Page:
Despite the beginnings of noticeable disagreement with ‘personal guilt’ as a necessary component to understand Paul (often marked by Krister Stendahl’s 1963 essay ‘The Apostle Paul and the Introspective Conscience of the West’) and the rise of the so-called ‘NPP’, many scholars continued to rely on psychology (including cross-cultural models) to understand the conversion of Paul. This is one of the tracts in studies of conversion that Reconceptualising attempts to combat, primarily because the temporal and geographical gaps are much to wide for such methods to be deemed constructive. Trying to utilise ‘psychological’ models are, for Crook, problematic precisely because there are diverse ways of viewing the self, and modern psychology relies on strictly modern understandings of the self. This is, of course, a vital point because it cuts through the muck of individualisation that many Pauline scholars seem to be stuck in, even in the rather wide embrace of the distinctions between ‘collectivist’ and ‘individualist’ cultures (granted, this binary is a simplification) within NT studies.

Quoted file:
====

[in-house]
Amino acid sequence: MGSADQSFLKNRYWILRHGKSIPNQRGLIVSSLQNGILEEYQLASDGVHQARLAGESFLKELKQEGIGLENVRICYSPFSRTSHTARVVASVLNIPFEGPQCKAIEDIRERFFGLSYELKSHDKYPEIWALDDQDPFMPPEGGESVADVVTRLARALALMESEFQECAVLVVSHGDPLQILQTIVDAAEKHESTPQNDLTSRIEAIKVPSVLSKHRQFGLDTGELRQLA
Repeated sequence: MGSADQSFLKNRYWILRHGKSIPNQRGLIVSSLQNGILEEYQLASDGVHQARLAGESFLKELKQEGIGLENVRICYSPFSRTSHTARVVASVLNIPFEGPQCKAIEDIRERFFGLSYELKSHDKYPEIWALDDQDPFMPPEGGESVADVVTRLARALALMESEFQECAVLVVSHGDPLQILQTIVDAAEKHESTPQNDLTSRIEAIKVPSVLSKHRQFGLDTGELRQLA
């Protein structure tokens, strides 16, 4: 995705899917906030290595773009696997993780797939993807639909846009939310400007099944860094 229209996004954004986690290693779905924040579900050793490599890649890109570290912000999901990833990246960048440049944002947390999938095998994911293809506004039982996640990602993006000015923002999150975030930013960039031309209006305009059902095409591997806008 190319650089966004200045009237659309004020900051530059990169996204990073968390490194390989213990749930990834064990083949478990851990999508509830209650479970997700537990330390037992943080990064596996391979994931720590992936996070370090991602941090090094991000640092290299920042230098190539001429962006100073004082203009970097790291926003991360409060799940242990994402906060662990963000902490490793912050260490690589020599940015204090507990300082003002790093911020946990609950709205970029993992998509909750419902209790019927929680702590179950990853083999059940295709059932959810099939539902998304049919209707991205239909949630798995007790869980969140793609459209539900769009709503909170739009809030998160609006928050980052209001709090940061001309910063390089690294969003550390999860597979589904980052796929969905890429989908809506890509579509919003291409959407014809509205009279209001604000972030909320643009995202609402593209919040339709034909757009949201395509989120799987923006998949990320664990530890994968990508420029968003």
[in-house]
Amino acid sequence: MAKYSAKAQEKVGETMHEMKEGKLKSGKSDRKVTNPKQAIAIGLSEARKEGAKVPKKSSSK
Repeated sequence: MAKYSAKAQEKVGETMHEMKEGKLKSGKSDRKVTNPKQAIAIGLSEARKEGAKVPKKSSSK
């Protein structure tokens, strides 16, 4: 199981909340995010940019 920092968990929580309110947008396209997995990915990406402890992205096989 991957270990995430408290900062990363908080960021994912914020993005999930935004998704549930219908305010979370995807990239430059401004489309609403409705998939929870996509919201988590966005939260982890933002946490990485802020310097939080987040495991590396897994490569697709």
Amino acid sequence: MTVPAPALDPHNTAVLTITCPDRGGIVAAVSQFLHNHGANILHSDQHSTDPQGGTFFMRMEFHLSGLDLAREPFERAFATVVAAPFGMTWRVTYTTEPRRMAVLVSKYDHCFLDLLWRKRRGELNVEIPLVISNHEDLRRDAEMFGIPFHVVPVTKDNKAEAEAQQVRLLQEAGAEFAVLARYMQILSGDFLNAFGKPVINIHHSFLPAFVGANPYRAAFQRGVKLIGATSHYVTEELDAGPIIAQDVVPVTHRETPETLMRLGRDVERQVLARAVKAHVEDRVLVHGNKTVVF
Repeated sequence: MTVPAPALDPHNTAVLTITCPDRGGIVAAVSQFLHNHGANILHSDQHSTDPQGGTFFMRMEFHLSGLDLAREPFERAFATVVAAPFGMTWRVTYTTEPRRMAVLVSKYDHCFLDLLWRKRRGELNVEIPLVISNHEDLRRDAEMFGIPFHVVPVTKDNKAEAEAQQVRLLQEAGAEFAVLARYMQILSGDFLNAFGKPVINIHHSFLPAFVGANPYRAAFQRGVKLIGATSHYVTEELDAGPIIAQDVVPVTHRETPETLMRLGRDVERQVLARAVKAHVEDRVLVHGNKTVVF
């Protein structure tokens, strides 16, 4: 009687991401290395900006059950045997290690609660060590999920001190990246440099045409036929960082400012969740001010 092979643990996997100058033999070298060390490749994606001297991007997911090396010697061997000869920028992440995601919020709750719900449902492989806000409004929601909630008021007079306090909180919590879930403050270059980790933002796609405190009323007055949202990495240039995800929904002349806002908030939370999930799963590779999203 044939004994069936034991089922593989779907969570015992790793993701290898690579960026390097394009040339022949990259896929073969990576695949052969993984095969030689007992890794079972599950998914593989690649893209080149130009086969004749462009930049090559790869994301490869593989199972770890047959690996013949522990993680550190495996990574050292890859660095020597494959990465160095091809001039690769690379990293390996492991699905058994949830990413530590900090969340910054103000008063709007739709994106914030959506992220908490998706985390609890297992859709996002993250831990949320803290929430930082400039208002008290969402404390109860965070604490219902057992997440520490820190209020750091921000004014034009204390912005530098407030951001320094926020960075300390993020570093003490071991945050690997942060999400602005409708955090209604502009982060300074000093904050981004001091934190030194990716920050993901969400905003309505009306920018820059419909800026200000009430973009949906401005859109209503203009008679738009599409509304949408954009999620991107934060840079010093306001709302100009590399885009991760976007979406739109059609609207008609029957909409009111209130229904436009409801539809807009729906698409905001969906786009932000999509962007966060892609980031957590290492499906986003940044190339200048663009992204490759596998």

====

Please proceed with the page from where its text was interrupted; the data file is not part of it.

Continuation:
But, going beyond this important beginning, Crook spends much of the rest of the book setting up a discussion on Paul that pierces through the often overt theologisation of conversion and, crucially, charis. Crook, then, spends time dealing with the intricacies of reciprocity, as well as patronage and benefaction. Here is, perhaps, one of the most compelling points of the book. Crook brings out the importance of benefaction language, how it plays into ancient religion, and how this changes how Paul is read. Again, Crook breaks the reliance on ‘grace’ as a strictly ‘theological’ concept filtered down through certain, pervasive theological structures that are often found in discussions around grace within the academy. Instead, Crook underscores the importance of Paul’s conversion as a response that can be read more coherently when compared with other similar moments of patronage between deities and individuals in the ancient world.